Talus stood at the barrier. “Don’t let me catch you crossing this line. One spark can set the landfill on fire, and it can reach us even here. Does everyone understand?”
Electric ground buggies were parked everywhere. Concession vans served frozen dairy and beverages. Amil’s uncle had his service truck on the shoulder. It was, Amil thought, a shrewd move — there would be business for him at the end of the show.
The mining machine was staged in a freshly mowed field across the road, bordered by another pink tape fence. Locals milled around, taking pictures and waving arms in the air.
Amil laughed out loud on the walk over, earning a tap on the elbow from the girl he locked eyes with on the bus.
“What’s so funny?”
“We’re acting like tourists.”
“Oh, that is funny.” She took the lead. “I’m Dani.”
Daza Island lifestyle was advertised as quaint, rural and close-to-the-planet, but that was just a promotional concept — AjDazani were fully connected to the mainstream.
As for the local economy, it was subsistence only in the sense that very few individuals were willing to work hard enough to buy aircars. They didn’t want them — Islanders knew what the world looked like, and preferred to stay home.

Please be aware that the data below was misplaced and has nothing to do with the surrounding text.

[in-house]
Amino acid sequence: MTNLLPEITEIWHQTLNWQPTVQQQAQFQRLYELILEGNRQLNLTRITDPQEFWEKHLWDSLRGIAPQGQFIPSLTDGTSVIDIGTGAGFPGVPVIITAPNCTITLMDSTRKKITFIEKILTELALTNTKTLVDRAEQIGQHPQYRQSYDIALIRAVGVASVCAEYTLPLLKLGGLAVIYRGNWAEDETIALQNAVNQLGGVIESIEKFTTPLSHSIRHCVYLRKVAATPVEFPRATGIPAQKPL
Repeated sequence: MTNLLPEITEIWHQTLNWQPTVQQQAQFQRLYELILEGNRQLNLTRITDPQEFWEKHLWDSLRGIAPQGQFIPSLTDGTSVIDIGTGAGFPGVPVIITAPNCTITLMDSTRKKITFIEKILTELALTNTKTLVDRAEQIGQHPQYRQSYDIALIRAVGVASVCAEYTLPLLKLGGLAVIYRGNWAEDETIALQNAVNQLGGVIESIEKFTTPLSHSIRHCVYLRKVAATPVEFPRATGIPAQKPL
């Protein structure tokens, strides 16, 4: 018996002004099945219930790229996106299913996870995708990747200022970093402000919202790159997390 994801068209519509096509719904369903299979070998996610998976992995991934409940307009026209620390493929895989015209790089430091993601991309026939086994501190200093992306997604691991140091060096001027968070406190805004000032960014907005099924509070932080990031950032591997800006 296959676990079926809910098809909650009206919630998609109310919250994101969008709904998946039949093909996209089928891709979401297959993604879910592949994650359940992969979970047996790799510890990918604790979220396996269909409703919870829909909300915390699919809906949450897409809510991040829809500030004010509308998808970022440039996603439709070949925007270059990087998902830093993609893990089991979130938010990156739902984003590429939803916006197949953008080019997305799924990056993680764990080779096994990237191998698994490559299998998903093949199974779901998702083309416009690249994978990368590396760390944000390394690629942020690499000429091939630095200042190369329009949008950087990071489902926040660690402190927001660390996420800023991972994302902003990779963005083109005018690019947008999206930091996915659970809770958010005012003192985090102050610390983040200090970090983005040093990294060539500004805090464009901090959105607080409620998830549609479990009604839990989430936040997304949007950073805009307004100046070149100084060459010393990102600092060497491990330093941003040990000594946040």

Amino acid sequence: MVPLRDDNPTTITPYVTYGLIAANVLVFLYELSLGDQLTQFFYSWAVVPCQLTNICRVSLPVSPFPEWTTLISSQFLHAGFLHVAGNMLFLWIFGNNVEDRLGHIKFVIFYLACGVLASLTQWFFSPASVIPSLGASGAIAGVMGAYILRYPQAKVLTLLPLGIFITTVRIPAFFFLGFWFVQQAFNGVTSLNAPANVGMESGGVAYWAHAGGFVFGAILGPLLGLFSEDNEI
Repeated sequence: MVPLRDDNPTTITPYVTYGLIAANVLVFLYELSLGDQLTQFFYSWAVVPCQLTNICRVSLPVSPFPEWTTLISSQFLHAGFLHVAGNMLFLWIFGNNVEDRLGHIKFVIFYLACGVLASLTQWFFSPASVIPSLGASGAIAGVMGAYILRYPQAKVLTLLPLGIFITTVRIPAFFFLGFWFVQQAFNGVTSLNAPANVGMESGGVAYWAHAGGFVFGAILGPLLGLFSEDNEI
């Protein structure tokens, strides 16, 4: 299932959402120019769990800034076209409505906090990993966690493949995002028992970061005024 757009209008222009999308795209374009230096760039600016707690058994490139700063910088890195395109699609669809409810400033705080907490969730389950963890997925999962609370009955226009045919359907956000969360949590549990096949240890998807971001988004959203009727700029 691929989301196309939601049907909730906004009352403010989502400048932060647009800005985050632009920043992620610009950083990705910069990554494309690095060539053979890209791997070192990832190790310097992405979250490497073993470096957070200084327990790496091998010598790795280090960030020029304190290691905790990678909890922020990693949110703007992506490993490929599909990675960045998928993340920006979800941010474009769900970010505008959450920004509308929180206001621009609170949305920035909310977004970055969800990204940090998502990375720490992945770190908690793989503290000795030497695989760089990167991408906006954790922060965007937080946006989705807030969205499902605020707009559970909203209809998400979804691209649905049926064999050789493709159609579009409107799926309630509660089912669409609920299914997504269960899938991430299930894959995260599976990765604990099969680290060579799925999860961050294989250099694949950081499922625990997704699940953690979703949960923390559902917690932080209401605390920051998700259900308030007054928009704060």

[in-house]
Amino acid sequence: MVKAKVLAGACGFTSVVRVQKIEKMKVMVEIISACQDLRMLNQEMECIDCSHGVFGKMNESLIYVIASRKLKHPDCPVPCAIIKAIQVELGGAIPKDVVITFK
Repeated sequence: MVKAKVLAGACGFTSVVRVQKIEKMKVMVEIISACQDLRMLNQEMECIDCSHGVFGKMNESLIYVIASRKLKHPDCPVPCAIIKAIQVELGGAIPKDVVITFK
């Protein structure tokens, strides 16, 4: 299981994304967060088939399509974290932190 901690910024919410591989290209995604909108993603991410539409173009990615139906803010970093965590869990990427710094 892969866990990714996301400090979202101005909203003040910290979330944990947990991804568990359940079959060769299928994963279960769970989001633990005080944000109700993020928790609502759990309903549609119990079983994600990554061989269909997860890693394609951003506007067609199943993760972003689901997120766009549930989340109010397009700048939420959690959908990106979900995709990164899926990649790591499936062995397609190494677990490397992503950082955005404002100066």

Even so, nobody had seen anything like an orbital mining machine, at least not up close. It was enormous, a tangle of beams and extrusions, private parts hanging out everywhere. There were twelve gimbaled distortion cans at the edges, giant coils in the middle, blocky iron skids on hydraulic levelers beneath and an atomic shredder power capsule aft of the operator’s pod.
An Iron Arrow crew boss stood behind the tape. She wore shorts and a tube top under a bright yellow vest — the latter decorated with ‘The Arrow’ embroidered in SaMskRta on the front of it. The lady was Raji Limar, the Iravat’s closest cousin on the breed list — taller, varied markings, smooth rather than textured pelt.
All the men were flirting with her, and there was a line. Talus came up with the rest of the class in tow.
“I’ll stand in queue. Keep your ears open.”